New drug combinations to attack HIV, the virus that causes AIDS, and an injectable product to correct facial fat loss have been added to the list of approved treatments for people with HIV.
The FDA has approved two fixed-dose combination treatments for HIV-1 infection: Epzicom and Truvada. The control of HIV and AIDS generally requires simultaneous use of three or more drugs from different drug classes. Combination products bring together different HIV and AIDS drugs in a single medication or co-package to help make treatment regimens less complicated for people to follow.
"Simplifying treatment regimens by reducing the number of pills and times per day patients need to take them provides significant public health benefits," says Dr. Lester M. Crawford, Acting FDA Commissioner.
Epzicom and Truvada are indicated for use in combination with other antiretroviral drug products from different classes for the treatment of adults with HIV-1 infection. Antiretroviral drugs attack HIV, which is a retrovirus, by interfering with the virus's ability to use specific enzymes that it needs to survive.
Epzicom is a fixed-dose combination of two antiretroviral drugs that are approved individually under the brand names Ziagen (abacavir sulfate) and Epivir (lamivudine). Truvada is a fixed-dose combination of two antiretroviral drugs that are approved individually under the brand names Viread (tenofovir disoproxil fumarate) and Emtriva (emtricitabine).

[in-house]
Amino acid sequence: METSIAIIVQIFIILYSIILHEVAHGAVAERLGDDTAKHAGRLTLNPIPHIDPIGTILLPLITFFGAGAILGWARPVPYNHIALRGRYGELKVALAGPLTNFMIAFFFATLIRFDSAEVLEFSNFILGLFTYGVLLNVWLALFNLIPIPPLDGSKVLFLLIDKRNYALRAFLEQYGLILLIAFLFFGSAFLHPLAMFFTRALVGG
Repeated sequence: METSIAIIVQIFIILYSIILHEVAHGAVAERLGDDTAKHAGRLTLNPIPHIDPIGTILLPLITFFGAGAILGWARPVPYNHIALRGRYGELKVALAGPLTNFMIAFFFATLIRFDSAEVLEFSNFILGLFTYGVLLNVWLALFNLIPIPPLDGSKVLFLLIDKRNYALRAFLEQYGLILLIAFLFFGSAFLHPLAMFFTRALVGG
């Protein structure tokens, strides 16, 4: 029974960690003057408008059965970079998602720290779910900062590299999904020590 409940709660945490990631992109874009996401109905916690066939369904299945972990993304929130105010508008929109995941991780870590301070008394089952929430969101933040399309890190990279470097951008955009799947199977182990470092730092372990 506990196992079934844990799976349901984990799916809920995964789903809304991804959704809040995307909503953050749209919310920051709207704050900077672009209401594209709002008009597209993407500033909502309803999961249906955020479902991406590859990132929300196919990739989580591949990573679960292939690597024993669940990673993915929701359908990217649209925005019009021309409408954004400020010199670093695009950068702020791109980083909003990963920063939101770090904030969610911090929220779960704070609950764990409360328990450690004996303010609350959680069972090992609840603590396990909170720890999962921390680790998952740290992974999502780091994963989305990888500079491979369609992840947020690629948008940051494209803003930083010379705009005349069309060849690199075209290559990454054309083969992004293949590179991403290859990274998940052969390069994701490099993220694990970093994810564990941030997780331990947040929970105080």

The FDA completed its review of Epzicom, a product of GlaxoSmithKline, in 10 months and its review of Truvada, a product of Gilead Sciences, in four months.
Sculptra, an injectable filler to correct facial fat loss in people infected with HIV, was recently approved under an expedited agency review. Sculptra is the first such treatment approved for a condition Known as lipoatrophy, or facial wasting, a sinking of the cheeks, eyes, and temples caused by the loss of fat tissue under the skin.
Sculptra was shown to produce significant increases in skin thickness, adding volume to facial tissue and restoring shape in areas of the face with fat loss. After an initial treatment series, repeat treatments may be needed to maintain the correction. Studies reported an improvement in the quality of life among those treated and less of the anxiety and depression often associated with lipoatrophy.
Sculptra is an injectable form of poly-Llactic acid, a biodegradable, biocompatible synthetic polymer from the family of alpha hydroxy acids that has been widely used for many years in dissolvable stitches, bone screws, and facial implants.
In studies, patients were given three to six injections of Sculptra at two-week intervals and were followed for two years. The studies showed that the product was safe and that it significantly improved facial appearance. Most side effects were related to the injection itself, and included nodules, redness, swelling, and bruising in the injection area.
Sculptra should be used only in people with HIV by health care providers who are fully familiar with the entire product package insert and product training materials provided by the drug maker, Dermik Laboratories of Berwyn, Pa. The FDA has not approved the use of the product for other indications, such as to treat wrinkles.
It is estimated that 900,000 to 1 million people in the United States are HIV-positive, although about one-third are not diagnosed. Some 50 percent will develop lipoatrophy. An estimated 150,000 to 350,000 people could potentially benefit from the new filler.
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